Zero Waste Western, a program of the Office of Sustainability, will host the Post Landfill Action Network’s Points of Intervention Tour on Tuesday, May 8. There will be multiple workshops offered throughout the day, followed by a People of Color Caucus hosted in partnership with the Ethnic Student Center and a main speaker series. Guest speakers include Junior Walk, Amira Odeh-Quinones, Pashon Murray, and more.
Monday April 9th, 2018
Western’s Office of Sustainability is conducting a survey to identify all the sustainability initiatives and endeavors happening across campus, from student clubs, to staff initiatives, and faculty research, as well as what is being done in our community.
So that we can better connect people and resources, communicate and share the great work being accomplished in alignment with the Sustainability Action Plan, and create a stronger sustainability community, we invite you to take a few minutes to complete this short survey. This survey will remain open until Friday, April 20.
Please direct any questions to Susanna Hamilton at 360-650-4357 or email@example.com. Thank you for helping us celebrate this incredible work and inspiring others to engage.
April 4th, 2018
Kellen Lynch, project manager for the WWU student-led Project ZeNETH (Zero Net Energy Tiny Houses) will provide an update on the Institute for Energy Studies project as part of the Huxley College Speakers Series Thursday, April 5, at 4:15 p.m. in Academic West 204.
The talk, co-sponsored by the Institute for Energy Studies, is free and open to the public.
In addition, there will be an opportunity for students to ask questions about the work and to potentially join the growing team. Lynch hopes to encourage other driven students to look at their own education with a critical eye and identify ways to improve upon it.
April 4th, 2018
The Zero Waste movement is budding in the City of Bellingham.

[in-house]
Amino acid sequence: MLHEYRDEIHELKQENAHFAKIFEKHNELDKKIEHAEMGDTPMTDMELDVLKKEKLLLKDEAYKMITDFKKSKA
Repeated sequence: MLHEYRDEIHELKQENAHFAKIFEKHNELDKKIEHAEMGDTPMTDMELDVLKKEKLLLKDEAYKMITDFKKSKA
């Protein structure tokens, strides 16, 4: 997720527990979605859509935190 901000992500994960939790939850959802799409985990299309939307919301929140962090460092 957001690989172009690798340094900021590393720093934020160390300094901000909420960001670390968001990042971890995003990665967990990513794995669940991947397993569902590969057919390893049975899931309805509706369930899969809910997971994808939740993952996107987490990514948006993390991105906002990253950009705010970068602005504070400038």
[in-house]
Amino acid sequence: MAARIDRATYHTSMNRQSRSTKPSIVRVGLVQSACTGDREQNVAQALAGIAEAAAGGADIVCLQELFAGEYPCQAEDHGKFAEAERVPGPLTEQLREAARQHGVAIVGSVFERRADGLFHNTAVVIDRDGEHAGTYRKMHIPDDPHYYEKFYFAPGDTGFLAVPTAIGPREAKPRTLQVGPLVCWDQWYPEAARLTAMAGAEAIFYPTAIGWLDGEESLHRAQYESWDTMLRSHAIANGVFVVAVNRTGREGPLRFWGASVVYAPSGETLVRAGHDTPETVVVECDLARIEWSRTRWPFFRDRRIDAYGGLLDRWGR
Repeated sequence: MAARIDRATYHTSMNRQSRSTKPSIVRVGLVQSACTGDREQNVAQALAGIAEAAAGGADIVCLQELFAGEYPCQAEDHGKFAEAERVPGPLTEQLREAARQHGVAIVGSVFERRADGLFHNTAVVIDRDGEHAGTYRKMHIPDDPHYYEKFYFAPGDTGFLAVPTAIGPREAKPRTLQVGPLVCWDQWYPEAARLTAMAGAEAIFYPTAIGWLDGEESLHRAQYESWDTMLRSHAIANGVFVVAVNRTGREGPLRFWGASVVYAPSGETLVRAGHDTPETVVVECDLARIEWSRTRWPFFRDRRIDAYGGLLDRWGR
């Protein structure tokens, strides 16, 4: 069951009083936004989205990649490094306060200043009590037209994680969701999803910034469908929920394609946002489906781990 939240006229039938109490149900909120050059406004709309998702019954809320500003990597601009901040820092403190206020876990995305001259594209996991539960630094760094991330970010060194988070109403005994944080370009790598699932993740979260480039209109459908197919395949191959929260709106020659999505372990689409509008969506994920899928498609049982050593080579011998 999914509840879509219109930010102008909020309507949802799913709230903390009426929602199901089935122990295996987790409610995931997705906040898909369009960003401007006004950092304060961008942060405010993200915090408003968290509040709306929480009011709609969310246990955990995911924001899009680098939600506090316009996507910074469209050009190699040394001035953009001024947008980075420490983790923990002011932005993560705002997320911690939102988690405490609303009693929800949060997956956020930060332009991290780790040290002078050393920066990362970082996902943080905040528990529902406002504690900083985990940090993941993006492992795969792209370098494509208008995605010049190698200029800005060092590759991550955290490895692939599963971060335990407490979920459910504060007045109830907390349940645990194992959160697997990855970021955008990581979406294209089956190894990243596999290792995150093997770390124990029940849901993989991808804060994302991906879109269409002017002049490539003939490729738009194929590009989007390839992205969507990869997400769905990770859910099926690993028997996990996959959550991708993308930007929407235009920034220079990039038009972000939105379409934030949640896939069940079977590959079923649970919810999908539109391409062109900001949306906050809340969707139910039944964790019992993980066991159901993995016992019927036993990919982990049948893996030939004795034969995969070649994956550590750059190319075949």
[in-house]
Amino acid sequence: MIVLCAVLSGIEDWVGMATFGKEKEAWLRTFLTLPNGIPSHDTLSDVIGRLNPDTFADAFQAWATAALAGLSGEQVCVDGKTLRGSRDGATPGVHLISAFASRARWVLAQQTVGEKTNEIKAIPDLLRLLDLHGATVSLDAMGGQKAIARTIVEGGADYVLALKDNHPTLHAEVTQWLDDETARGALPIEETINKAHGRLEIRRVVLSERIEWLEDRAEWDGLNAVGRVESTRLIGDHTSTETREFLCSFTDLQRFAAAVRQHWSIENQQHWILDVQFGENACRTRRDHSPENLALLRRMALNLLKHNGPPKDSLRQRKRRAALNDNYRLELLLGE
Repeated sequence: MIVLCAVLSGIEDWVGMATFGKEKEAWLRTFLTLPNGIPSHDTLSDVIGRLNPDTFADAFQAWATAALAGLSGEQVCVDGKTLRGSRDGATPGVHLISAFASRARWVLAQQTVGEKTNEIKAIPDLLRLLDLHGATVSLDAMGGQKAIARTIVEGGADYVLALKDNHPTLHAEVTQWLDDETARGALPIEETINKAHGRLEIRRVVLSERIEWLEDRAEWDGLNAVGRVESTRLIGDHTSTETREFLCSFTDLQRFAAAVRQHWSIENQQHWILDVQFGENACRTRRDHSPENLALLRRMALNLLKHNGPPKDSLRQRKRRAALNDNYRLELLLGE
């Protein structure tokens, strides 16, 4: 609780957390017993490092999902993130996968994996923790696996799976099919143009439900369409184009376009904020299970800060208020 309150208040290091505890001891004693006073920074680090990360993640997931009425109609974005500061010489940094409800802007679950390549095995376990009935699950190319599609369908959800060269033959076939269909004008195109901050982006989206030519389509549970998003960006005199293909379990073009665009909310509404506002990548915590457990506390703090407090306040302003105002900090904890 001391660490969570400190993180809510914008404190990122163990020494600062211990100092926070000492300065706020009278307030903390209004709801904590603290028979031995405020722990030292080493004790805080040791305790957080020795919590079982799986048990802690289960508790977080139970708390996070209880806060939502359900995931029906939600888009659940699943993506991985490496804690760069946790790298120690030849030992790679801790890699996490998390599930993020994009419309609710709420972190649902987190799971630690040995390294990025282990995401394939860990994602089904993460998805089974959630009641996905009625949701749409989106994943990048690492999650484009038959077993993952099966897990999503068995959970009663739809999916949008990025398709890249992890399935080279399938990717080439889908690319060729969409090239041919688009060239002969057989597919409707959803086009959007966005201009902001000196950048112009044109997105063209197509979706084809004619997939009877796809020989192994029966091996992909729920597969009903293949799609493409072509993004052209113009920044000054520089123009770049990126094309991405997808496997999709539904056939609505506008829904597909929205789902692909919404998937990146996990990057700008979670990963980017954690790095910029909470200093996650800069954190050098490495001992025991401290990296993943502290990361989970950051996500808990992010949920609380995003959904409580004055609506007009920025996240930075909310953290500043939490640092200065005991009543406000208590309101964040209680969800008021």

Local organizations are reaching out into the community to inform residents and business owners about the efficiency of reducing waste in homes or businesses and they’re getting a positive response from a town known for its environmental awareness.
Sustainable Connections, a local nonprofit, launched the Toward Zero Waste Project in 2007 to help businesses come together and transition to using more sustainable practices to take care of their waste.
April 4th, 2018
Nestled at 1421 N. Forest St. is a storefront with bright fabrics piled behind its windows.
Ragfinery, a local non-profit with the goal of diverting textile waste from landfills, collects these supplies to become new creations.
Ragfinery was founded in April 2014 as the second business of ReUse Works, an organization focused on community and sustainability. ReUse Works provides job training and business opportunities for low-income residents using discarded materials. The Ragfinery is a creative community staple with an environmentally conscious twist.
Shan Sparling, program manager at Ragfinery, said the organization has a multitude of facets including upcycling, community outreach and creative collaborations.
March 9th, 2017
Students at Western Washington University are designing and building a zero-net-energy house to address local housing issues and educate the University and community about sustainable home design as part of an initiative called “Project ZeNETH.”
“ZeNETH” stands for “zero-net-energy tiny house.” When completed, the house will produce at least as much energy as it consumes through a rooftop solar PV array, energy efficient systems and smart building design.
The students are working with Assistant Professor of Environmental Sciences Imran Sheikh. He said the total projected cost will probably be less than $50,000 in materials and hopefully some of the cost will be covered through donations or discounts from manufacturers.
Western’s Office of Sustainability is pleased to announce the 2018 Western Sustainable Office Certification Awards. The reception is open to the public and will be held Wednesday, March 7, in the SMATE Education Center, SL220, from 3-4 p.m. Mallard’s vanilla ice cream, dairy free raspberry ice, and raspberry syrup by Growing Washington will be served.
Four new WWU offices have achieved certification, bringing the total to 29 out of 137 university-wide, or 25 percent of all campus administrative, clerical, services and operations offices.
The Western Front
May 5th, 2018
Five Western students have started a project that will bring more tiny houses to Bellingham.
Project Zero Net Energy Tiny House (ZeNETH) will be the first tiny house project at Western, and is a student-led venture to create a home with a special feature not many houses have: it will be zero net energy.
ZeNETH has a project manager, policy lead and faculty adviser. There is also a separate design team with three students.
The Western Front
Western students now have access to a real-time tracker app that allows riders to follow the location of the late night shuttle.
The app went live in January and gives students the ability to track the late night shuttle using minute-by-minute updates. The app is called Ride Systems, and it’s free for both iPhone and Android users to download.
Its real-time features enable users to pinpoint the shuttle’s exact location and estimated time of arrival.